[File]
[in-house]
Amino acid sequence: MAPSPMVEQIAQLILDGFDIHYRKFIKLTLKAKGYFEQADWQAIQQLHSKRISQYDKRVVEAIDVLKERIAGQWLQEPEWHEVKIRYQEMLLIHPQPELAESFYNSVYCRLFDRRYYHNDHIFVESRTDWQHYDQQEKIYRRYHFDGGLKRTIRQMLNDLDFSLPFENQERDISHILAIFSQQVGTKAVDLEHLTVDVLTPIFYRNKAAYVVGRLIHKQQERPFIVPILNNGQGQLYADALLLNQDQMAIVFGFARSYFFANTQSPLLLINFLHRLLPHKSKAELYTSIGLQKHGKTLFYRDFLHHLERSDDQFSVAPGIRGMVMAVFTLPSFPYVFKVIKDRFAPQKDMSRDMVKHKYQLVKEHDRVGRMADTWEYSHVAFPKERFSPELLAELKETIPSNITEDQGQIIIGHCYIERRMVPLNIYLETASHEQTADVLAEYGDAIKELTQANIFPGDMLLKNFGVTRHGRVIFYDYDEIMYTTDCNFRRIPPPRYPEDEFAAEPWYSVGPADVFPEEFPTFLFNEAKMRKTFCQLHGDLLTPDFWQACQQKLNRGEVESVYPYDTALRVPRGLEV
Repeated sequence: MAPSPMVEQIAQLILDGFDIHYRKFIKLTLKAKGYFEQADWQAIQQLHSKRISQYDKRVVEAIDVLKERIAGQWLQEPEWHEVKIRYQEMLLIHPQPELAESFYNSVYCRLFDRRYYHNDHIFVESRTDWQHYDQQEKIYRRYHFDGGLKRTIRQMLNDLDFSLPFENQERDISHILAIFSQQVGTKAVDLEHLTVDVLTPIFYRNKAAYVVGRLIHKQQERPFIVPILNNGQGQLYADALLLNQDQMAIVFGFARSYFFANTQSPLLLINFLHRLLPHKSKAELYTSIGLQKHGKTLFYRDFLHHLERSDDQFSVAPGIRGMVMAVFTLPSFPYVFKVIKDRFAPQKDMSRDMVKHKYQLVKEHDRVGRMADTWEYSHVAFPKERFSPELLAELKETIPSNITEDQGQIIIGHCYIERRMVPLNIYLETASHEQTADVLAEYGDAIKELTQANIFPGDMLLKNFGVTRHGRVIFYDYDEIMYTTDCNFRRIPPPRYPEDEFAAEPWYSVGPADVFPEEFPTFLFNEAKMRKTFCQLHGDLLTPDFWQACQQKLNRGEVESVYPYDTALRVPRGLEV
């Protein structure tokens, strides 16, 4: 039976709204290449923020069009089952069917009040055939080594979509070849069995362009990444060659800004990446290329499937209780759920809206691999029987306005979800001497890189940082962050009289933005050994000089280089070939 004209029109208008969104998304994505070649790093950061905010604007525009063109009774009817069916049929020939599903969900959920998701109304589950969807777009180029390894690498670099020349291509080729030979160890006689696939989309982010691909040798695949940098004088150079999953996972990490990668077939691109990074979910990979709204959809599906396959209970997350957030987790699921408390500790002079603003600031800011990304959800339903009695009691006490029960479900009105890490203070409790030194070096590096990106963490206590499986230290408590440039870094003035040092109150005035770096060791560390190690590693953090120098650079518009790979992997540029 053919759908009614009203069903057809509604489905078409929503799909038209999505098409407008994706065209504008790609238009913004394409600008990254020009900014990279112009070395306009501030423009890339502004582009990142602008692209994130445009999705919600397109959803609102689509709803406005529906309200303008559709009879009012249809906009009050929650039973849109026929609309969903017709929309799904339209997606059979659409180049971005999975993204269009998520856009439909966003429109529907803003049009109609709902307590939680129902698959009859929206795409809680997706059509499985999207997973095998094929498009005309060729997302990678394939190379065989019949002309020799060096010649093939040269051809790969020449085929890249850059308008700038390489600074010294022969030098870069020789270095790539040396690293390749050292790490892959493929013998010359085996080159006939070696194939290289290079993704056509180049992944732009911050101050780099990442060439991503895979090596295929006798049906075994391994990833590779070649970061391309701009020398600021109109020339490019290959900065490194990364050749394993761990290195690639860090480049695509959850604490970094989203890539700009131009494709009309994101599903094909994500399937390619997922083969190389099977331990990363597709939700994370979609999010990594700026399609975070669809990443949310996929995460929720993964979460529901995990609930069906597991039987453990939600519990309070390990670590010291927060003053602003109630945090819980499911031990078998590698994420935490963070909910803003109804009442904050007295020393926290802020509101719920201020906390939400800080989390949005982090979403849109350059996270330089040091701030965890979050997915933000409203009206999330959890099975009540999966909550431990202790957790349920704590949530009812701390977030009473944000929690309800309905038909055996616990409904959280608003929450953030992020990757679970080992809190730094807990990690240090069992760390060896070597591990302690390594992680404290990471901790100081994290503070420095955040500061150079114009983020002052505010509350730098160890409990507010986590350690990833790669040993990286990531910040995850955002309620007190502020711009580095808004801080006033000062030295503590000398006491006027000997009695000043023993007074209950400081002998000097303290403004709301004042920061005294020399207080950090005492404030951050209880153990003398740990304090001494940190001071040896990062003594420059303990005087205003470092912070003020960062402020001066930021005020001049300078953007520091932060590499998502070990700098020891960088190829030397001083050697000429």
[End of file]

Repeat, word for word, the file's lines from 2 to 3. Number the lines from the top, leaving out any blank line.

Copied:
Amino acid sequence: MAPSPMVEQIAQLILDGFDIHYRKFIKLTLKAKGYFEQADWQAIQQLHSKRISQYDKRVVEAIDVLKERIAGQWLQEPEWHEVKIRYQEMLLIHPQPELAESFYNSVYCRLFDRRYYHNDHIFVESRTDWQHYDQQEKIYRRYHFDGGLKRTIRQMLNDLDFSLPFENQERDISHILAIFSQQVGTKAVDLEHLTVDVLTPIFYRNKAAYVVGRLIHKQQERPFIVPILNNGQGQLYADALLLNQDQMAIVFGFARSYFFANTQSPLLLINFLHRLLPHKSKAELYTSIGLQKHGKTLFYRDFLHHLERSDDQFSVAPGIRGMVMAVFTLPSFPYVFKVIKDRFAPQKDMSRDMVKHKYQLVKEHDRVGRMADTWEYSHVAFPKERFSPELLAELKETIPSNITEDQGQIIIGHCYIERRMVPLNIYLETASHEQTADVLAEYGDAIKELTQANIFPGDMLLKNFGVTRHGRVIFYDYDEIMYTTDCNFRRIPPPRYPEDEFAAEPWYSVGPADVFPEEFPTFLFNEAKMRKTFCQLHGDLLTPDFWQACQQKLNRGEVESVYPYDTALRVPRGLEV
Repeated sequence: MAPSPMVEQIAQLILDGFDIHYRKFIKLTLKAKGYFEQADWQAIQQLHSKRISQYDKRVVEAIDVLKERIAGQWLQEPEWHEVKIRYQEMLLIHPQPELAESFYNSVYCRLFDRRYYHNDHIFVESRTDWQHYDQQEKIYRRYHFDGGLKRTIRQMLNDLDFSLPFENQERDISHILAIFSQQVGTKAVDLEHLTVDVLTPIFYRNKAAYVVGRLIHKQQERPFIVPILNNGQGQLYADALLLNQDQMAIVFGFARSYFFANTQSPLLLINFLHRLLPHKSKAELYTSIGLQKHGKTLFYRDFLHHLERSDDQFSVAPGIRGMVMAVFTLPSFPYVFKVIKDRFAPQKDMSRDMVKHKYQLVKEHDRVGRMADTWEYSHVAFPKERFSPELLAELKETIPSNITEDQGQIIIGHCYIERRMVPLNIYLETASHEQTADVLAEYGDAIKELTQANIFPGDMLLKNFGVTRHGRVIFYDYDEIMYTTDCNFRRIPPPRYPEDEFAAEPWYSVGPADVFPEEFPTFLFNEAKMRKTFCQLHGDLLTPDFWQACQQKLNRGEVESVYPYDTALRVPRGLEV